Starting new 5E Campaign- Input/Ideas Requested

Im definitely mindful of that!

In gerneral, I'm a "Rules-Light" player/DM myself, and that works for my existing groups.

But this group is cobbled together with people who I think will appreciate the depth and complexity of the setting and the rules, so Im willing to stretch myself.

I also informed them that there will be a STEEP learning curve for everyone (myself included!), and that, while I'll try to apply "Rules as Written" [RAW] whenever possible, I also subscribe to the "Rule of Cool" to encourage creative thinking/playing.

And, as an aside, I found a pretty cool "Grogs-Only" adventure in the 4E "Faerie Stories" supplement that really piqued my interest for the group....

And thinking about Tarragon Vale: I think it would be interesting to have the 7-year tribunal in the 2nd or 3rd episode (after "Ghoul of St Lazare") and have them still have a seat for the Covenant with no representatives present. (I think this group.will appreciate that potential mystery!)

3 Likes

To echo what others have said: as a Storyguide, do not worry about what stories to run.
Instead, make sure your players understand that ArM5 has an explicit mechanism for them to express their preferences about what stories will be run - and in fact rewards them, in character, for using that mechanism.

The mechanism has three components:
a) Hooks - these are the stories that your Covenant as a whole will be involved in. If the troupe (including you, the SG!) collectively chooses Poverty, it's a way to say "hey, we want stories about wealth creation - whether it's treasure hunting or business development".
b) Story Flaws - these are the stories that each player wants his magus (and/or companion) to be hit with. By taking Enemy a magus' player is saying "I want this opponent to constantly come and threaten my magus. I will enjoy the fight (or maybe the flight) even though my magus may not. Bring the heat on!".
c) Major Personality Flaws - these are the stories that each player wants his magus (and/or companion) to obsessively seek out. By taking Hatred, a magus' player is saying "I want to play a variant of ArM5 where my victory points are not measured by how high my Arts are, what enchantments I made, what reputation I have - but how much hurt I managed to inflict to this dastardly entity". Note the difference: Story Flaws produce stories that come looking for the PC; Major Personality Flaws produce stories that the PC goes looking for.

Together, these will produce multiple storylines (for example, if you have three magi each taking either a Story or Major Personality Flaw, and your Covenant has three Hooks, that's six storylines even disregarding Companions), so you will not lack inspiration, quite the opposite. In fact, it's crucial to try to tie as many as possible of the Hooks, Story Flaws and Major Personality Flaws together, so that a single situation will engage multiple characters, possibly in multiple ways: Common Enemies, a Covenant in Poverty and an Avaricious (or Generous!) character, etc.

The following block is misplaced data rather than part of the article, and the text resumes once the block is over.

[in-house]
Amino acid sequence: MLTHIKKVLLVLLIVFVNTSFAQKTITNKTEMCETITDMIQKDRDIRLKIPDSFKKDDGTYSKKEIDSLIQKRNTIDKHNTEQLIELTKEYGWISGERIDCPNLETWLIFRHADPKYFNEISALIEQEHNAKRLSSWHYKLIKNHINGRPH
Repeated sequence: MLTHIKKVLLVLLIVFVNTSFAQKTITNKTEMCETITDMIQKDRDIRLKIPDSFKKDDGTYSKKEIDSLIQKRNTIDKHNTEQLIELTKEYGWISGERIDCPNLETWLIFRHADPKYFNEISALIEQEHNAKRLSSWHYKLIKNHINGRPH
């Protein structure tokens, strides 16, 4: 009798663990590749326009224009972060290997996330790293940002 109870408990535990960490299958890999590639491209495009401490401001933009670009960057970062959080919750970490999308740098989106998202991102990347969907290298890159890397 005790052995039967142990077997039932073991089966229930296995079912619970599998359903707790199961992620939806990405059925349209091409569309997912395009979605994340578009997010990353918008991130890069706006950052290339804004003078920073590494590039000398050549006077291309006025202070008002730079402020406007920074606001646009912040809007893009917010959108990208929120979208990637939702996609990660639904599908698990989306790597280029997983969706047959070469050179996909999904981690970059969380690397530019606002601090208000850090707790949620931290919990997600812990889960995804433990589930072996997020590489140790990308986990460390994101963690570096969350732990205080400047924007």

6 Likes

Regarding steep learning curve, my suggestion:
After the mages are created, before the covenant creation, do a 4-seasons free-lab session, where each mage must invent either a spell or an enchanted item. Give them 10 paws of any virtus, an aura of +3, any book they want to use is Q14, L15 or Q 15 L5 for abilities, no lab note available. It is a parting gift from their master, or from a friend-mage or in payment for a future favor (depending on their choice of flaw/virtue).

They can use these seasons as they want as long as that by the end they have a functional magical item or a working spell. So they can spend three seasons to buff up their skill so they can one-shot their research or two seasons to improve and two to invent. Or one to open an item, two to improve their skill, and the last one to instill an effect. Or do 4 minor items in 4 seasons.

It will let them test and understand the lab rules. It might also give them an opportunity to adjust some skill or even flaw/virtue. It is a little power boost (although I don't think they will manage to invent a spell higher than level 15-20 unless heavy specialisation and magical focus), but it is such a big help to get acquainted with the core lab rule that it is worth it. They will get a sense of how much study they need to do before they can invent a spell, they will understand that trading for labtext can be a lot more effective than inventing spell unless it is truly original (on a personal note, I consider that only spells in the core rulebook have easy-to-get labtexts).

Although it is simple math, there are many variable so it can easily get confusing, and at the same time, they will see how to derive a spell level from the base effect and the Target/Range/Duration parameters.

As a little bonus, here my
Spell parameters summary.pdf (83.7 KB)
to be shared with your friends.

2 Likes

For Covenant and characters, put in a grace period within which changes can be made. Let people play their characters a few times before "locking in" their virtues and flaws. (Maybe recommend people leave a few empty slots initially.) If people decide they really need a book on Parma Magica, let them trade for one easily.

Definitely in the cards for that! I'm pretty flexible abut letting people tweak their characters within reason in the early goings, especially in a complex ruleset.

Im thinking of running a short scenario, then skipping a year and having the 7-year Tribunal. (PCs are 6 years out of apprenticeship.)

I like the idea floated above of letting rhe PCS fool with rhe lab/research rules early on. Maybe the Tribunal requires that the PCs bring a new spell, item, or piece of research to their presentation at the tribunal?

2 Likes